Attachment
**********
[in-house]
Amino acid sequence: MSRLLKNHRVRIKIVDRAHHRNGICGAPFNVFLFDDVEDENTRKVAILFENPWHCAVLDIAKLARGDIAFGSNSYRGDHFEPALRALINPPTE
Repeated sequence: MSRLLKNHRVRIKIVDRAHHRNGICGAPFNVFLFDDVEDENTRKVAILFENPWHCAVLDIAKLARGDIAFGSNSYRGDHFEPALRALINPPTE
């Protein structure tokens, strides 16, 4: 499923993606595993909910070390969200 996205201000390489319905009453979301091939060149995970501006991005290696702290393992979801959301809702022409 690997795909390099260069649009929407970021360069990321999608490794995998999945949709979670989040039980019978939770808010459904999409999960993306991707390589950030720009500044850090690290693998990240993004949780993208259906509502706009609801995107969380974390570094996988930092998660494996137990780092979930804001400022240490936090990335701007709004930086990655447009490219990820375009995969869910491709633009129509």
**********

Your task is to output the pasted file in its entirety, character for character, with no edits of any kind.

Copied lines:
[in-house]
Amino acid sequence: MSRLLKNHRVRIKIVDRAHHRNGICGAPFNVFLFDDVEDENTRKVAILFENPWHCAVLDIAKLARGDIAFGSNSYRGDHFEPALRALINPPTE
Repeated sequence: MSRLLKNHRVRIKIVDRAHHRNGICGAPFNVFLFDDVEDENTRKVAILFENPWHCAVLDIAKLARGDIAFGSNSYRGDHFEPALRALINPPTE
């Protein structure tokens, strides 16, 4: 499923993606595993909910070390969200 996205201000390489319905009453979301091939060149995970501006991005290696702290393992979801959301809702022409 690997795909390099260069649009929407970021360069990321999608490794995998999945949709979670989040039980019978939770808010459904999409999960993306991707390589950030720009500044850090690290693998990240993004949780993208259906509502706009609801995107969380974390570094996988930092998660494996137990780092979930804001400022240490936090990335701007709004930086990655447009490219990820375009995969869910491709633009129509």